Adjusting to university life as a first-year accounting student is daunting enough but when Mila Ottavini was also diagnosed with a hearing impediment, she could either allow it to get the better of her or face it head on. She chose the latter and now is well on her way to realising her dream of becoming a chartered accountant after passing the recent SAICA first professional exam (Initial Test of Competence) with honours.
Ottavini, who commenced her BAccounting studies in the School of Accountancy in 2019 after achieving seven distinctions in her matric year, realised something was wrong when she struggled to understand her lecturers and even failed a few tests during her first year.
“I never knew before my first year that I had a hearing impediment. In high school the classrooms were small with less people and I did not have a problem. The university lecture halls were larger and noisier and suddenly I could not hear or understand my lecturers properly. It became difficult for me to differentiate speech from noise and to grasp what was being taught.”
She then went to see an ear, nose and throat (ENT) specialist who found scarring on her eardrums and referred her to an audiologist. It was then that they discovered a bigger problem – she was suffering from hearing loss.
“That was a difficult time for me. I became anxious socially and more and more isolated as I thought that those around me would start treating me differently. But after being fitted with my hearing aids and consulting a life coach, I realised I would much rather hear every sound life has to offer than worry about other people and what they think of me.
“I also realised that I had to consciously make more of an effort to concentrate and listen in class. In my first year of studies, I was unable to really learn in class due to my hearing impediment, so I self-studied the majority of the work from home. Then when I was fitted with my hearing aids, I realised that the classroom is the best and most important learning opportunity. I learnt to maximize my classroom time by asking questions, taking useful notes and not allowing anything to distract me. I realised that what I wanted was to really understand the work and be the most competent version of myself. This shifted my focus from just trying to increase a mark for a module to really caring about the work that I get to study and to make sure that my understanding of it could be transferred to the workplace.”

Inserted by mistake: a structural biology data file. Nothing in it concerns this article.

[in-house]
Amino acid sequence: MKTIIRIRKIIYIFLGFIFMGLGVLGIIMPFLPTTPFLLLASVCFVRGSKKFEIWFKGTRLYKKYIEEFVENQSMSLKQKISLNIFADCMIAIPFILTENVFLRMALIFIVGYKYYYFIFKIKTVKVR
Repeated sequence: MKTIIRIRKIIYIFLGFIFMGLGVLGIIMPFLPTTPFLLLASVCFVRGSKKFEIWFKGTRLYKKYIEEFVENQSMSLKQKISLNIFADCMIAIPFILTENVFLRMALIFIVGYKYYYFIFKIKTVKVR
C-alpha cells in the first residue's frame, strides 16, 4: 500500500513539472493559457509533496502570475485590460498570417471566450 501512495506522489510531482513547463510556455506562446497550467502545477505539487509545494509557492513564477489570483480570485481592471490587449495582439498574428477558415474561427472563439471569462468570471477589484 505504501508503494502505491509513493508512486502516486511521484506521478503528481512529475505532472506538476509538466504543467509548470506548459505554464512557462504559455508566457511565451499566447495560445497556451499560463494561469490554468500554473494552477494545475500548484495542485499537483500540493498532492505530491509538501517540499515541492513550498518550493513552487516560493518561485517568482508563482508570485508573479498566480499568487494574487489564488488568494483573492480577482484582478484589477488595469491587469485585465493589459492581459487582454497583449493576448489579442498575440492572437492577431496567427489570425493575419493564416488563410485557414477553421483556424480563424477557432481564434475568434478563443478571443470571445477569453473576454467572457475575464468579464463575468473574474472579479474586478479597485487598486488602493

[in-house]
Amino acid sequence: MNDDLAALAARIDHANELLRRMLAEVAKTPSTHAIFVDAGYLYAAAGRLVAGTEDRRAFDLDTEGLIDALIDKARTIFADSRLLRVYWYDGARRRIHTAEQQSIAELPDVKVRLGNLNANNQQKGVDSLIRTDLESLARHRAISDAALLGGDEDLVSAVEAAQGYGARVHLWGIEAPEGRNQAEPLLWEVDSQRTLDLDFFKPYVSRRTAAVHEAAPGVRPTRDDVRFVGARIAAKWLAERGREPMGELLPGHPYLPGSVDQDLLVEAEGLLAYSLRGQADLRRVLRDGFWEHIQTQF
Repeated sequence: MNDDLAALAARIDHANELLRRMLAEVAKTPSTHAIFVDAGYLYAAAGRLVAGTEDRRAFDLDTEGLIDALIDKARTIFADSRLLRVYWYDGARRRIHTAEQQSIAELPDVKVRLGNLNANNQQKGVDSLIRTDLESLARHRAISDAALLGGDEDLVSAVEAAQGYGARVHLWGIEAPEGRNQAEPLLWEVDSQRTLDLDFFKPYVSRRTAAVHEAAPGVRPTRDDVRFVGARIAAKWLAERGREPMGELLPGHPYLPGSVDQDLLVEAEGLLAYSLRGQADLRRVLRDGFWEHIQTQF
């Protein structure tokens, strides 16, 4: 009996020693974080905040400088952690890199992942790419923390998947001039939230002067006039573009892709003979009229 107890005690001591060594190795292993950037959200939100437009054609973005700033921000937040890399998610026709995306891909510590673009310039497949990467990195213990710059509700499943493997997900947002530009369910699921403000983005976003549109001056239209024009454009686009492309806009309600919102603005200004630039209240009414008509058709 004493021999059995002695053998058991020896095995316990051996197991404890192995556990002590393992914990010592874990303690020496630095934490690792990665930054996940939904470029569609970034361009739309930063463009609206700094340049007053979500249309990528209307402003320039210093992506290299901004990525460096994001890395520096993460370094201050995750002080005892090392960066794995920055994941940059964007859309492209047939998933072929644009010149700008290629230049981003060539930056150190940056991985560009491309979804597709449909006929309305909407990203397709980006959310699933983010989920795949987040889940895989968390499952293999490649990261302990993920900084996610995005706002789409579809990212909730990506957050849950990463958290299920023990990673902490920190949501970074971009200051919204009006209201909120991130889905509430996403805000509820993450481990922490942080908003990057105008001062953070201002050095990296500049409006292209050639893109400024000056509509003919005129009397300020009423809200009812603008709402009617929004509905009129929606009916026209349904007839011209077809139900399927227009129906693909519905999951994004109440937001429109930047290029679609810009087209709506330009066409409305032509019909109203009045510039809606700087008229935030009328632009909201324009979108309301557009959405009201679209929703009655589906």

She says her lecturers also played a major part in helping her to overcome her struggles.
“I had incredible lecturers who assisted me in my transition period when I was first fitted with my hearing aids. The amount of kindness and care that I received from them was overwhelming and I will always be grateful for that.”
Ottavini went on to obtain an aggregate of 73.5% for the final year of her undergraduate studies in 2021. This gave her the confidence to enrol for a postgraduate diploma in accounting (PGDA) the following year.
“The PGDA is the toughest year for any student aspiring to become a chartered accountant. But as challenging as it was, it really made me realise how much I am capable of and how much I love what I am doing. I have never learnt so much about myself and life in general than I did in my PGDA year.”
So, by the time she sat for her ITC exam in January this year, it was no surprise that she managed to pull off such a remarkable feat, a feat which she calls her “miracle at the end of a long season with many hills and valleys”.
“Passing the ITC with honours (more than 75%) was an absolute surprise to me because this was not something I was necessarily aiming for. My aim was always to do my best and to be the most competent I can be when I reach the workplace. When I heard that I passed with honours, I felt absolute relief because I have finally reaped what I have sowed for so many years and gratitude for how faithful God has been from the very beginning of my studies to this moment of success.”
Ottavini is now in the process of completing her articles at PricewaterhouseCoopers and will next year sit for her final SAICA exam before qualifying as a CA(SA) (Chartered accountant of South Africa).
“I know that there is so much more in store for me. It makes me excited to know that no matter the hills and valleys that lie ahead, that I have been created to be strong and courageous and that there are still so many miracles that the future holds for me,” she says.
- Writer: Daniel Bugan